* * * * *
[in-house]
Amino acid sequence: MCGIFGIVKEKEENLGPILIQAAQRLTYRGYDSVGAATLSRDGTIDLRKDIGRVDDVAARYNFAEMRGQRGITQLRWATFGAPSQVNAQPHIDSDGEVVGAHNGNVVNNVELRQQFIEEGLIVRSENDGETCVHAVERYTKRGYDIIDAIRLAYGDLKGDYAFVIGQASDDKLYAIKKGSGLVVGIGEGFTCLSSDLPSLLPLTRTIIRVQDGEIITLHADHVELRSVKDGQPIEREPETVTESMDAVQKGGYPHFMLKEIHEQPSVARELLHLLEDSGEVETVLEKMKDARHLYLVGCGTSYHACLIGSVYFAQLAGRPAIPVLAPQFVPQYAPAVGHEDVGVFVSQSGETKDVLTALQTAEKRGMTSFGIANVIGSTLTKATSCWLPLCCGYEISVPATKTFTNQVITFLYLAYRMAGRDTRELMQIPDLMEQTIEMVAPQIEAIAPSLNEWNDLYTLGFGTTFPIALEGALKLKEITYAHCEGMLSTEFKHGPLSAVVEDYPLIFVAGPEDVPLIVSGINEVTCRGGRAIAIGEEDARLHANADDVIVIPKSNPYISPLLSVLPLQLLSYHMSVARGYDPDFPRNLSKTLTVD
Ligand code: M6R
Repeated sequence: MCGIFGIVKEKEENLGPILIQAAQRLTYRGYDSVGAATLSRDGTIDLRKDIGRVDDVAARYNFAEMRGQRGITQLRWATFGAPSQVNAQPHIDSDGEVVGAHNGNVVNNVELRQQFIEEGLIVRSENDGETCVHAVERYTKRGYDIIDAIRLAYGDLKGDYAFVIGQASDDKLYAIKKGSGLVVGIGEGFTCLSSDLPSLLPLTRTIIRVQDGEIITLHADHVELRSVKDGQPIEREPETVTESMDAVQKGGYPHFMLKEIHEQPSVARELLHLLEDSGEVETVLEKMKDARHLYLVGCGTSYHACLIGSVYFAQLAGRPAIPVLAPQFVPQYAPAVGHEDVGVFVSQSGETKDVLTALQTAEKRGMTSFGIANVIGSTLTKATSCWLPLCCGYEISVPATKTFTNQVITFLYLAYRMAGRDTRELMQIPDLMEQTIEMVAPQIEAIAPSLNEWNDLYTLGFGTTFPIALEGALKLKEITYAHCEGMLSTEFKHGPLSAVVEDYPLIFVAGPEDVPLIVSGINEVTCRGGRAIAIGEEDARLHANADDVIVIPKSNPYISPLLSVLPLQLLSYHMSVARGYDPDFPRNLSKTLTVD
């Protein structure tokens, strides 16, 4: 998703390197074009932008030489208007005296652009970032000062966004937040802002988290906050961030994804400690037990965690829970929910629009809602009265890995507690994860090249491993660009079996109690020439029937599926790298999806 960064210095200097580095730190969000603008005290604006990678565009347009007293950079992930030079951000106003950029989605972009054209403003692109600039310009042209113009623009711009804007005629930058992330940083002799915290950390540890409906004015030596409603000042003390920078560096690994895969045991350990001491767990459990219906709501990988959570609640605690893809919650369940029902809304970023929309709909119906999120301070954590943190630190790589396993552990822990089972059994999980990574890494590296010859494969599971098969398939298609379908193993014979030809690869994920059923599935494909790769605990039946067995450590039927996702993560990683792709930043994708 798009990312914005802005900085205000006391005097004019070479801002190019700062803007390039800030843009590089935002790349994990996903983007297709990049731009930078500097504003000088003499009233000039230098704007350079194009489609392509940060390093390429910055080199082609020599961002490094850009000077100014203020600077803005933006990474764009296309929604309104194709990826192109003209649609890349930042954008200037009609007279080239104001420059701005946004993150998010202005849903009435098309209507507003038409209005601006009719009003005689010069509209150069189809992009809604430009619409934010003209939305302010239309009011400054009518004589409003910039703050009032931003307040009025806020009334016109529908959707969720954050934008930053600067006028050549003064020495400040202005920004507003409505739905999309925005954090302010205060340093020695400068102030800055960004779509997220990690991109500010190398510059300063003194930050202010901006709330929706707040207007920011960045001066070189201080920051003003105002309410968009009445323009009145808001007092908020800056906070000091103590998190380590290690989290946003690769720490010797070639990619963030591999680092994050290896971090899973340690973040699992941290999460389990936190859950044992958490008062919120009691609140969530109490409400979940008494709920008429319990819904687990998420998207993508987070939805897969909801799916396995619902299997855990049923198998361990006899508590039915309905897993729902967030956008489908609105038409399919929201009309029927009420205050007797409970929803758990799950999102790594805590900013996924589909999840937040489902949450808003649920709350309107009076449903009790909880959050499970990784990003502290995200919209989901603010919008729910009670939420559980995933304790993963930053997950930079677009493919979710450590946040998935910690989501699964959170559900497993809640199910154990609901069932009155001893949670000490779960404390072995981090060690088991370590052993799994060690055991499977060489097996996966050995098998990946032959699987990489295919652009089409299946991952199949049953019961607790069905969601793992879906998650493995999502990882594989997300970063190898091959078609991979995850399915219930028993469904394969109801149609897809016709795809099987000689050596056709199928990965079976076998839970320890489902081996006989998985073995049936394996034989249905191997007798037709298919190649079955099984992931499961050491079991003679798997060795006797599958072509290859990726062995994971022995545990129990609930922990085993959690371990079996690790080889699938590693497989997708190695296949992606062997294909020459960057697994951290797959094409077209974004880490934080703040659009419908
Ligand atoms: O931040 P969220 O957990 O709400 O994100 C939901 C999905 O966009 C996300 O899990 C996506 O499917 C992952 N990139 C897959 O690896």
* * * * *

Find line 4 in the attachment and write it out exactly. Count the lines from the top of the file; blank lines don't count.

Repeated sequence: MCGIFGIVKEKEENLGPILIQAAQRLTYRGYDSVGAATLSRDGTIDLRKDIGRVDDVAARYNFAEMRGQRGITQLRWATFGAPSQVNAQPHIDSDGEVVGAHNGNVVNNVELRQQFIEEGLIVRSENDGETCVHAVERYTKRGYDIIDAIRLAYGDLKGDYAFVIGQASDDKLYAIKKGSGLVVGIGEGFTCLSSDLPSLLPLTRTIIRVQDGEIITLHADHVELRSVKDGQPIEREPETVTESMDAVQKGGYPHFMLKEIHEQPSVARELLHLLEDSGEVETVLEKMKDARHLYLVGCGTSYHACLIGSVYFAQLAGRPAIPVLAPQFVPQYAPAVGHEDVGVFVSQSGETKDVLTALQTAEKRGMTSFGIANVIGSTLTKATSCWLPLCCGYEISVPATKTFTNQVITFLYLAYRMAGRDTRELMQIPDLMEQTIEMVAPQIEAIAPSLNEWNDLYTLGFGTTFPIALEGALKLKEITYAHCEGMLSTEFKHGPLSAVVEDYPLIFVAGPEDVPLIVSGINEVTCRGGRAIAIGEEDARLHANADDVIVIPKSNPYISPLLSVLPLQLLSYHMSVARGYDPDFPRNLSKTLTVD